South Africa: Mbeki addresses his AIDS stance

Cape Town, South Africa (PANA) – Former president Thabo Mbeki on Monday sparked another storm of controversy by addressing his "HIV denialism", an issue that clouded his term in office and political legacy.

In the latest of a series of weekly newsletter which are intended to “set the record straight” about his administration, Mbeki claimed that, "I never said that HIV does not cause AIDS”, adding that the false accusation was made by people who benefitted from trumpeting the slogan "HIV causes Aids".  "What I said is that a virus cannot cause a syndrome," Mbeki said.

When the first International Conference for People Living with HIV and AIDS was held in South Africa in 1995, Mbeki – who was Deputy President – acknowledged the seriousness of the epidemic. However, after becoming President in 1999, his views changed dramatically and he began to endorse the views of a small minority of eminent scientists who claimed that AIDS was not caused by HIV. These included Nobel Prize winner Kary Mullis.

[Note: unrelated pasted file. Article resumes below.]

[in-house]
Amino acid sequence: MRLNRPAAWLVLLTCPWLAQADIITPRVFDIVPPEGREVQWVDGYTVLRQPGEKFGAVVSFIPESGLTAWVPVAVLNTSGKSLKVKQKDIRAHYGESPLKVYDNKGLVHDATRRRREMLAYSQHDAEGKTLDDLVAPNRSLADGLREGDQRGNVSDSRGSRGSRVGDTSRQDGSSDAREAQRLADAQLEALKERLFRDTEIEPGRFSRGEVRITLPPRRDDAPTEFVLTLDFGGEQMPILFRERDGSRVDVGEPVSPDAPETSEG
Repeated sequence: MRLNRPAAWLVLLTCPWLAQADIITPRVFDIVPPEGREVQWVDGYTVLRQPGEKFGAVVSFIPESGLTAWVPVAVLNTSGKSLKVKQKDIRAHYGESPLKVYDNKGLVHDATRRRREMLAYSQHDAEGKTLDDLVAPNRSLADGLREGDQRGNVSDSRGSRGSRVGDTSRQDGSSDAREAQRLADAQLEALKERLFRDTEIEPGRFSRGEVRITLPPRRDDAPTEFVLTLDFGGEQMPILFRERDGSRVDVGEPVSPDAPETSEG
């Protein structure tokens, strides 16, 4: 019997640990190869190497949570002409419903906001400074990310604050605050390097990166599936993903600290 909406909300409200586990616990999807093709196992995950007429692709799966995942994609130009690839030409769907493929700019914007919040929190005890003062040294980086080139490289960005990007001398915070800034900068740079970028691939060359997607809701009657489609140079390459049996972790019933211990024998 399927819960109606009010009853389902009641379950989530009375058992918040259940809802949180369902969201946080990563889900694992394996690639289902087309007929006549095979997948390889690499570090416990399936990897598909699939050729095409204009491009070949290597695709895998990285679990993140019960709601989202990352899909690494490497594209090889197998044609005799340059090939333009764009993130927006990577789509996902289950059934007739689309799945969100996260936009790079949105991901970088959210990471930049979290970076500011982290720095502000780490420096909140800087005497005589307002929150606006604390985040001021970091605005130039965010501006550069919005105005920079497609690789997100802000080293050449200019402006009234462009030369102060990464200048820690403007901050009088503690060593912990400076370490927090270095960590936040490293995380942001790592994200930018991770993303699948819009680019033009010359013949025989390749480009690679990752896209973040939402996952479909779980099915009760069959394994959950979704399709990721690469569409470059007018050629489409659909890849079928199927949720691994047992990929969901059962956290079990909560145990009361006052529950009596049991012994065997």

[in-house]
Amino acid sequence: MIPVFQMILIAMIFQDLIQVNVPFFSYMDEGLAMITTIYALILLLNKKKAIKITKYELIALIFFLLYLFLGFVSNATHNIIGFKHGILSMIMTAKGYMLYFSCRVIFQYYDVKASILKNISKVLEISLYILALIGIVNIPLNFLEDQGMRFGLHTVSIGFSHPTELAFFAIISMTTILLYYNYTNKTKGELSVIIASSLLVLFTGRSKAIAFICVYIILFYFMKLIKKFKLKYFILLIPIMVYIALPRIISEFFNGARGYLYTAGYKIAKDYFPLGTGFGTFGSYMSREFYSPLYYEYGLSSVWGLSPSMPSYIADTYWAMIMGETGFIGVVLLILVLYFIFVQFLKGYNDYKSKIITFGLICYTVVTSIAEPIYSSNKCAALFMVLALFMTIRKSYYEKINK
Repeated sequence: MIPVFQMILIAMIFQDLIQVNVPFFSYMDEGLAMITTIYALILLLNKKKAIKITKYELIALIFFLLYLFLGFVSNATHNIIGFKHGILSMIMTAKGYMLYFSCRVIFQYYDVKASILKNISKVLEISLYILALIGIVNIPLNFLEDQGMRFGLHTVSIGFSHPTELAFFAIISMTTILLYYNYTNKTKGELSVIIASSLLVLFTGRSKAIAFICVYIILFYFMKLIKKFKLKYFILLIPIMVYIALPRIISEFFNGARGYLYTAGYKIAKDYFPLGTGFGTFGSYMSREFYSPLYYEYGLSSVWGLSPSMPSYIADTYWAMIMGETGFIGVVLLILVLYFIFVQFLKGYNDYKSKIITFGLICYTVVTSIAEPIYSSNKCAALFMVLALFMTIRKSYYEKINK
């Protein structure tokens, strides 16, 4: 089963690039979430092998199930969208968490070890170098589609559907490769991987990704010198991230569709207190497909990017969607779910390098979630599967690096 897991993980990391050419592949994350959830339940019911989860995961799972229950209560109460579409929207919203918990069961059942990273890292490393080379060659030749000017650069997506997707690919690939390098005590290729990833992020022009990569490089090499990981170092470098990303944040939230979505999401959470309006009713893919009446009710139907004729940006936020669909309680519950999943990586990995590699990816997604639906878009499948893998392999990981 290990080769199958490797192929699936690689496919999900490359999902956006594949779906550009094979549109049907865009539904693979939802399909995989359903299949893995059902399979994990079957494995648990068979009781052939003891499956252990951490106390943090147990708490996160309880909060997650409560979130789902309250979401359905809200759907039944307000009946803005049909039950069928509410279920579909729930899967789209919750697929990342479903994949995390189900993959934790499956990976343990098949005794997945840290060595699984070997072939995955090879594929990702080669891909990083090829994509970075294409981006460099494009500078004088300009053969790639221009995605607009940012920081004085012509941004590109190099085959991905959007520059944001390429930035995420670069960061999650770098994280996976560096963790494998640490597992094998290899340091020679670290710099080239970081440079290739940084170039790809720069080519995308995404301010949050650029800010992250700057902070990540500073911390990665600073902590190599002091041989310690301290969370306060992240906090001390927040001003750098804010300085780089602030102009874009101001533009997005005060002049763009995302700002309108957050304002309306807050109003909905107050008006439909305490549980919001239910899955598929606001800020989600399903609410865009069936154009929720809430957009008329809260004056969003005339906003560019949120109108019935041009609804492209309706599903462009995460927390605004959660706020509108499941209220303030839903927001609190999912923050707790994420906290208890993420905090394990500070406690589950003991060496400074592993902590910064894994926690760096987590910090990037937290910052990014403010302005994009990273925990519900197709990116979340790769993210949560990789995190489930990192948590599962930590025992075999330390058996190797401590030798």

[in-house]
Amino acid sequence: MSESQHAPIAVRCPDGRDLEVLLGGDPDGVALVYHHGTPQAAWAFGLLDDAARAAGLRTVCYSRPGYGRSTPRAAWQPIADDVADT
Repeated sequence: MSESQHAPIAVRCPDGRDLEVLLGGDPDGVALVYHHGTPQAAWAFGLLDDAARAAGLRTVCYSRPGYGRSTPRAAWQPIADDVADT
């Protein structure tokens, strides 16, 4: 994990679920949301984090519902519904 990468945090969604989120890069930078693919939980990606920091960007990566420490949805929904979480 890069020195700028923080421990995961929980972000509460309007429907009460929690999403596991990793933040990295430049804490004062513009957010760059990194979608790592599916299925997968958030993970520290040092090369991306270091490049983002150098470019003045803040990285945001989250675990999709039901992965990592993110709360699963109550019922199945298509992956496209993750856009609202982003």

In 2000, at the International AIDS Conference in Durban, Mbeki made a speech that attracted much criticism in that he avoided references to HIV and instead focused mainly on poverty as a powerful co-factor in AIDS diagnosis.

His administration was repeatedly accused of failing to respond adequately to the AIDS epidemic. The New York Times in 2008 reported that due to Mbeki's rejection of scientific consensus on AIDS and his embrace of AIDS denialism, an estimated 365,000 people had died in South Africa.

In his newsletter, Mbeki points out that AIDS is an acronym for “Acquired Immune Deficiency Syndrome”. “Therefore, AIDS is a syndrome, i.e. a collection of well-known diseases, with well-known causes. They are not, together, caused and cannot be caused by one virus.” Mbeki said in 2006 that HIV was the ninth leading cause of death in South Africa, while tuberculosis was at the top.

"I am convinced that it would be perfectly understandable that the normal, thinking African would ask the questions: Why did it come about that so much noise was made internationally about the ninth leading cause of death in our country, with not even so much as a whimper about the first leading cause of death, tuberculosis?"
-0- PANA CU/MA 7March2016

07 march 2016 11:38:35




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